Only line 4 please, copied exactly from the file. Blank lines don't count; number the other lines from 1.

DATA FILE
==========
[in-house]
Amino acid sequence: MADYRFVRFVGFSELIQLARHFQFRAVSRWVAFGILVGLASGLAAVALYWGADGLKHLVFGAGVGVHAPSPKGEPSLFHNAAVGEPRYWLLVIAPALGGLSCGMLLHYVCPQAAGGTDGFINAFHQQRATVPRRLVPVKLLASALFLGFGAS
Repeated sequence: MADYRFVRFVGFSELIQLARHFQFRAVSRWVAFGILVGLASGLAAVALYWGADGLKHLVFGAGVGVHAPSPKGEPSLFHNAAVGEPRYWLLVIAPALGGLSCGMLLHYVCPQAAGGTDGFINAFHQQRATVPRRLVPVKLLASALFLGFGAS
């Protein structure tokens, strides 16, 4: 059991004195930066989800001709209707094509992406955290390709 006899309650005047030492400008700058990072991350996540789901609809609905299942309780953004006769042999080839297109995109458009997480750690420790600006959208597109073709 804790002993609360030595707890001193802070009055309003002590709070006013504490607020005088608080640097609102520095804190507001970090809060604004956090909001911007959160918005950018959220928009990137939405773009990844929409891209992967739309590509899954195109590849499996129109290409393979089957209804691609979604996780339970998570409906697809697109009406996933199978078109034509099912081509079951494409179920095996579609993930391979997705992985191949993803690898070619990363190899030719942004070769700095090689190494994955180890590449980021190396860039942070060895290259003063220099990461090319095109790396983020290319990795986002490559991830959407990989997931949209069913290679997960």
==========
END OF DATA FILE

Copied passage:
């Protein structure tokens, strides 16, 4: 059991004195930066989800001709209707094509992406955290390709 006899309650005047030492400008700058990072991350996540789901609809609905299942309780953004006769042999080839297109995109458009997480750690420790600006959208597109073709 804790002993609360030595707890001193802070009055309003002590709070006013504490607020005088608080640097609102520095804190507001970090809060604004956090909001911007959160918005950018959220928009990137939405773009990844929409891209992967739309590509899954195109590849499996129109290409393979089957209804691609979604996780339970998570409906697809697109009406996933199978078109034509099912081509079951494409179920095996579609993930391979997705992985191949993803690898070619990363190899030719942004070769700095090689190494994955180890590449980021190396860039942070060895290259003063220099990461090319095109790396983020290319990795986002490559991830959407990989997931949209069913290679997960």